By Jarrett Rodriguez, Assistant Sales Director

Throughout my time at FlashBanc, I’ve mentored countless professionals who were either inexperienced or brand new to the sales game. After observing people from all walks of life try their hand in the payments industry, I’ve noticed one common mistake that many rookies make. In this article, I’d like to share that blunder with you and walk you through some easy fixes. 

It’s Not All About the Numbers 

When someone is new to a sales career, it’s tempting to fall into the belief that it’s all a numbers game. However, this couldn’t be further from the truth. If you show up to a business with a stack of applications and expect to make a sale without creating a connection with the owner, you will be sorely disappointed. There’s nothing more off-putting to a business owner than meeting with an agent who is only interested in closing the deal, as opposed to creating a business relationship. While you might make one or two sales with this impersonal approach, a real sales agent simply does not operate like this. 

Build Rapport First 

The secret to landing a sale is to focus on building rapport with merchants and getting to know them first. From the moment you contact a prospect to when you close the sale, your number one priority should be to create a client for life. Here are some easy ways to establish excellent rapport with a prospect:

  • Greet them with a warm smile and firm handshake. 
  • Give them genuine compliments. It’s easy for a person to tell when you’re not being genuine, so make sure to speak from the heart.
  • Find common ground with the prospect. If you notice any similarities between you and the merchant, make sure to bring them up.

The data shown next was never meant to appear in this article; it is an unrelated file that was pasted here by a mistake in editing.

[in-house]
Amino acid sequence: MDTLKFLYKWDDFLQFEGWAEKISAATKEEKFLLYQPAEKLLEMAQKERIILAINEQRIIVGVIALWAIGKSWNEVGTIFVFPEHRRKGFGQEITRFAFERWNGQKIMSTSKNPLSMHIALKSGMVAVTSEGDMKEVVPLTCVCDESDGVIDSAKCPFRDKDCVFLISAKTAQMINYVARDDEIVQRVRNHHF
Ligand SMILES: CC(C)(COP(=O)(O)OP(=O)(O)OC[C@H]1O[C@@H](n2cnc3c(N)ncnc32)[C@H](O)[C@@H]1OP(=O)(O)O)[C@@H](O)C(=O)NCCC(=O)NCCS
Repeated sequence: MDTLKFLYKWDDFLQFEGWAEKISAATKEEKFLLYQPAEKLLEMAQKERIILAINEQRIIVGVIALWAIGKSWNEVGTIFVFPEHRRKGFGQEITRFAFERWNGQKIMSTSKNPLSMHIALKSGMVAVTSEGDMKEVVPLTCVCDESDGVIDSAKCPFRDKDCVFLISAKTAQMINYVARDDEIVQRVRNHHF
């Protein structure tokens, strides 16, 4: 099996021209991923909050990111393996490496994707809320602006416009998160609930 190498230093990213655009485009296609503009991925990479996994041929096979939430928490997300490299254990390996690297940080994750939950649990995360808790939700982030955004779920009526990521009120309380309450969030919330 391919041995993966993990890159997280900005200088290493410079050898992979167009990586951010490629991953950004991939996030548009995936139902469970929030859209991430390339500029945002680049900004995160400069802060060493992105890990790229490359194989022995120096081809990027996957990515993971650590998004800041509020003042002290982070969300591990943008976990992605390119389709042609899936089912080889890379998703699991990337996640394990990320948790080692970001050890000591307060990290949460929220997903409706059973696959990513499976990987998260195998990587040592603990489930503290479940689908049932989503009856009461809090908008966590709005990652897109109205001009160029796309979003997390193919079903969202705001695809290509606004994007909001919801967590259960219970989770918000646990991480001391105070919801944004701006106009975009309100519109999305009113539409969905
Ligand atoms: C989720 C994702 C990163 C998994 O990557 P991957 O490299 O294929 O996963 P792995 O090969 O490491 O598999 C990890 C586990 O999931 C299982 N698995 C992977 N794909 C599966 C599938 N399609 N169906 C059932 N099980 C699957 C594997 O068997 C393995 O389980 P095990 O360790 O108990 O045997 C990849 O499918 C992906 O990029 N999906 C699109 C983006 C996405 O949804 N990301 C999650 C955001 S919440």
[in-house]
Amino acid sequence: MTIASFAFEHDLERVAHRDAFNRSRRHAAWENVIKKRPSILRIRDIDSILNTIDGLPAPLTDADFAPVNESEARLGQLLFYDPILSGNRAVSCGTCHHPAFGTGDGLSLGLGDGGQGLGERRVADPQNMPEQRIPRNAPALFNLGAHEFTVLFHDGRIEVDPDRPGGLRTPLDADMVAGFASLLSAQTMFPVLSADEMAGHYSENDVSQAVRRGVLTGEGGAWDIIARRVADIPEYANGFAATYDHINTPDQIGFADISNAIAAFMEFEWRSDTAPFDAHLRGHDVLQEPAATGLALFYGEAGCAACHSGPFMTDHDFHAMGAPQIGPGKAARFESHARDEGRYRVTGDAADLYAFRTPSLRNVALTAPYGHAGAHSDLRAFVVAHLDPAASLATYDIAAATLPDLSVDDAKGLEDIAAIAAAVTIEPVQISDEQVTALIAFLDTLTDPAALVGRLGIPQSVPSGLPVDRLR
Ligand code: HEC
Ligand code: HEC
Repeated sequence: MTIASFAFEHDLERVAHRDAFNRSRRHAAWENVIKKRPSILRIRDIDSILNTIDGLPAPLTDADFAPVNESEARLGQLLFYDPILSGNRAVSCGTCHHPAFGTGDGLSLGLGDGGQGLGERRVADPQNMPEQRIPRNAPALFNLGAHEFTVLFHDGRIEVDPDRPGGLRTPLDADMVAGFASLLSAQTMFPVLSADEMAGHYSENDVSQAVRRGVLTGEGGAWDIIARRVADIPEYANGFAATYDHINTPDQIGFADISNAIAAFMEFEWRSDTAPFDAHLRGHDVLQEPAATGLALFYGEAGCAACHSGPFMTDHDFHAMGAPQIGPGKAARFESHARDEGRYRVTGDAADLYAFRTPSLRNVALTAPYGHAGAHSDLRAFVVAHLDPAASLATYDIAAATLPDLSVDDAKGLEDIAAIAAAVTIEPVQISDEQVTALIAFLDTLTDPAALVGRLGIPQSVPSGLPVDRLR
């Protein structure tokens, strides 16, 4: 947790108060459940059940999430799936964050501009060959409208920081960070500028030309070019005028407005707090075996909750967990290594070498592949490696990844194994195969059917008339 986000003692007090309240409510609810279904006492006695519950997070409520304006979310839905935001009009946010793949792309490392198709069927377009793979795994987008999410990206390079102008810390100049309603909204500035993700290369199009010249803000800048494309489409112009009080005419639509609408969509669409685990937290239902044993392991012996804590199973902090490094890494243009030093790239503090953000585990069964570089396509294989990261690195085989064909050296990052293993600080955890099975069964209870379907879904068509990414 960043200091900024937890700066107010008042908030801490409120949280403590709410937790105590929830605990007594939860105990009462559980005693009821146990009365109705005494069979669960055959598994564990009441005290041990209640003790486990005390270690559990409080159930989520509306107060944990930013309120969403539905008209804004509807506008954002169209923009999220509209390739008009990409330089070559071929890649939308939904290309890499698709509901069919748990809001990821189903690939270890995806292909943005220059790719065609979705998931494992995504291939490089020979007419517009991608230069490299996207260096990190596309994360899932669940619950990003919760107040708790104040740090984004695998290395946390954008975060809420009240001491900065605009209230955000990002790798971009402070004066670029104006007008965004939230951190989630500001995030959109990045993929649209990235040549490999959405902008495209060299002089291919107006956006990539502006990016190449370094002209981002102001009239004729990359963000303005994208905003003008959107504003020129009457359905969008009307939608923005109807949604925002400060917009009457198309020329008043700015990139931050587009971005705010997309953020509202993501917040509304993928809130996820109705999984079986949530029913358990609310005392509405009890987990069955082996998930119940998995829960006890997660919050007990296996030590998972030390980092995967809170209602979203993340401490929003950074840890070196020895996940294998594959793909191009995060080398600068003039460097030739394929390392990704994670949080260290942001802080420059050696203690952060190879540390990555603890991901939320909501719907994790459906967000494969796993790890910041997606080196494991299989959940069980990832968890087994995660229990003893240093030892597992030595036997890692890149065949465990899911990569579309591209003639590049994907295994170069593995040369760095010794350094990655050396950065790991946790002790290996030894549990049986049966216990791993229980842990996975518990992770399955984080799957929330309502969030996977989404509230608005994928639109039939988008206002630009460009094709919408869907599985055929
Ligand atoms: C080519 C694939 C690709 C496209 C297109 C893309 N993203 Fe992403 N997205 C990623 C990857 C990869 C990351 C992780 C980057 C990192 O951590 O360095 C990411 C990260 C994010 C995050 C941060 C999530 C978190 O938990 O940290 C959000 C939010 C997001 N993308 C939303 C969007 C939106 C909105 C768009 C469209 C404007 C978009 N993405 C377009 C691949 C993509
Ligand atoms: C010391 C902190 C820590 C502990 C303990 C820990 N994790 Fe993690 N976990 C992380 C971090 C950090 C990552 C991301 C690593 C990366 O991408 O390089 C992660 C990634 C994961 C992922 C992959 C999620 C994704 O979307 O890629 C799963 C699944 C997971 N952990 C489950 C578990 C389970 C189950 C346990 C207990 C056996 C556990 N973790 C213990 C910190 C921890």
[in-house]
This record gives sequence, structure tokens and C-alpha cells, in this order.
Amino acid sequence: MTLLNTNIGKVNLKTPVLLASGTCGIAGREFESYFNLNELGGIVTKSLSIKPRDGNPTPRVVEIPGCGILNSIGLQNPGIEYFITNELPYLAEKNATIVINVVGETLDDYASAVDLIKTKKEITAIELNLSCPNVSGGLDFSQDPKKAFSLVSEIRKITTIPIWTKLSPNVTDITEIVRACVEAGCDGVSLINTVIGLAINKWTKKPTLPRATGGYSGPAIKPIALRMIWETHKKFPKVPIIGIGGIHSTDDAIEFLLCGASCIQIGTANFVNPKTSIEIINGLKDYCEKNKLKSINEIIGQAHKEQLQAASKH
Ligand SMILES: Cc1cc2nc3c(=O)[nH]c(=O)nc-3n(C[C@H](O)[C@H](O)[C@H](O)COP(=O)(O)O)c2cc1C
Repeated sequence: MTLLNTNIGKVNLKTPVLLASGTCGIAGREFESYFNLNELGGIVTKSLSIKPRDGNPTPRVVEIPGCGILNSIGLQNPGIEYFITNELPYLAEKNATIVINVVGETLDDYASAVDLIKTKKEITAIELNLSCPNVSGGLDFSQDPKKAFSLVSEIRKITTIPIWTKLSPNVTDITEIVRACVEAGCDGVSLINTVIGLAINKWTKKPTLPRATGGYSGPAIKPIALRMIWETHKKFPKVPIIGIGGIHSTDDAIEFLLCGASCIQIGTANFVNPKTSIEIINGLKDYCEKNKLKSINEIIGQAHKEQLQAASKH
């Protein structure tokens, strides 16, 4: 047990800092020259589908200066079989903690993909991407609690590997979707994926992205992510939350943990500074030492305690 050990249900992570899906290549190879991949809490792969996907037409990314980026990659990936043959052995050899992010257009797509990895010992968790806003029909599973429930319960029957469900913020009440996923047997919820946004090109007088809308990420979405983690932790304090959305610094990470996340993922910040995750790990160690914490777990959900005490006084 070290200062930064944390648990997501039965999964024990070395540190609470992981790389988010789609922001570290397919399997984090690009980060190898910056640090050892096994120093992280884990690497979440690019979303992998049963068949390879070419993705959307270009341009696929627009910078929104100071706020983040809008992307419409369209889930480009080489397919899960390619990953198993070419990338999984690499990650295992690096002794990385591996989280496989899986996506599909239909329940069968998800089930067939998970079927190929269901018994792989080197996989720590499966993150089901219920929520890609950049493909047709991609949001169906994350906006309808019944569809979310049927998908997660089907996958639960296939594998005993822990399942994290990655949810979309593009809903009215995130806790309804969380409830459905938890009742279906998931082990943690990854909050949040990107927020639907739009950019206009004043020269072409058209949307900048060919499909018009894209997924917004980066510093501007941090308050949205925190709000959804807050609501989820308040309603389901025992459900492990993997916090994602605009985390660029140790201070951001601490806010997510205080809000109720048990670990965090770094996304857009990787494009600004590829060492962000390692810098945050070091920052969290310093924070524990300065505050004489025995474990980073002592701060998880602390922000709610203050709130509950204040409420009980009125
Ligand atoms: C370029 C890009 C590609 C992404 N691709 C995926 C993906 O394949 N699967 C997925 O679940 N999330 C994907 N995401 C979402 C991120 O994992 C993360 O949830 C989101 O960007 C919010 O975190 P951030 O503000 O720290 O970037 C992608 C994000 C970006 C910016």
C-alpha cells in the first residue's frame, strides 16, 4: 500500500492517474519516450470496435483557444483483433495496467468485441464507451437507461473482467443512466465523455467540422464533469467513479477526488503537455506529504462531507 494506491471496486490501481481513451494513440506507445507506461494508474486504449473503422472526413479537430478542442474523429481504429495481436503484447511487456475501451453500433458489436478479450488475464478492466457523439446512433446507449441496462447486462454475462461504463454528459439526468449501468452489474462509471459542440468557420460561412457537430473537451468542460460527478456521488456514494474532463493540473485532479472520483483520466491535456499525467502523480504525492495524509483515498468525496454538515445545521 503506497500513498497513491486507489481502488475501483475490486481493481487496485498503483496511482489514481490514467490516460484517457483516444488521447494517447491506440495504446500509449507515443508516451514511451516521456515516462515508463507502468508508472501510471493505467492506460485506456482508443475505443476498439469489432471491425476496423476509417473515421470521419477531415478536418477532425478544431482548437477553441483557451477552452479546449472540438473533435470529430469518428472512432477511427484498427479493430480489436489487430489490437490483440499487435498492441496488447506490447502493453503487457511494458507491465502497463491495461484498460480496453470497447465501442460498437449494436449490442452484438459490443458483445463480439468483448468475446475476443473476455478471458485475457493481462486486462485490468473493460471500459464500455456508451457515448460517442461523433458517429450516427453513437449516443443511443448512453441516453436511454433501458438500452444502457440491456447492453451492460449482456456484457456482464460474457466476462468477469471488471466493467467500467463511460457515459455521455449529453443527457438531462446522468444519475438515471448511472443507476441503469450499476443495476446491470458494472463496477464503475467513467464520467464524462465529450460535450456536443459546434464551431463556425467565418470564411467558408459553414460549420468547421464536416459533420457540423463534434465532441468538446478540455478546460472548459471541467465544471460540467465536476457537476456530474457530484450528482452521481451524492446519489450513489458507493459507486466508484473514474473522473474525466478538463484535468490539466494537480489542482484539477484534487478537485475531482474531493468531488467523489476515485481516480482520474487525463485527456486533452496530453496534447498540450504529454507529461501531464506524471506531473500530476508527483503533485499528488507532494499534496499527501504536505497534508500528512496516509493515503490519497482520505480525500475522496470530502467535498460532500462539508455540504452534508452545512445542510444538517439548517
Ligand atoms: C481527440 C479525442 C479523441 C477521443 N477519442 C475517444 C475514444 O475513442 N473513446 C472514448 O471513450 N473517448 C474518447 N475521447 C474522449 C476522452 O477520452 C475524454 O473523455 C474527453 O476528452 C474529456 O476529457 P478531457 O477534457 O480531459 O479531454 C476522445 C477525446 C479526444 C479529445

Abide by the 70/30 Rule

When meeting with a merchant, make sure you’re listening 70 percent of the time and only speaking 30 percent of the time. There’s a misconception that salespeople need to be smooth talkers who control the conversation at all times. While a successful sales agent does need to keep the conversation on the right track, their main job is to listen to the prospect and create solutions that will best assist their business. To let your potential client know that you’re actively hearing them, you should nod your head, ask clarifying questions, and offer customized payment solutions based on their unique needs. 

Maintain Open Communication 

After signing on a client, the true work starts. Making the sale is one thing, but maintaining a long-term client relationship is a whole other animal. My best advice is to ensure that you always have open lines of communication with your new client. Letting them know that you are always a phone call, email, or text message away will make them feel comfortable with your business relationship. Treat each of their questions and requests like your top priority and make sure you get back to them in a timely manner. They’ll greatly appreciate your quick response and careful assistance. 

Ask For Help

If you’re having trouble building relationships with your customers and you need a little bit of help, make sure to contact your sales director. Everyone was new to sales at some point in their careers, so they know how much work it takes to establish a winning strategy. They’re here to guide you in the right direction and help you succeed in this career path.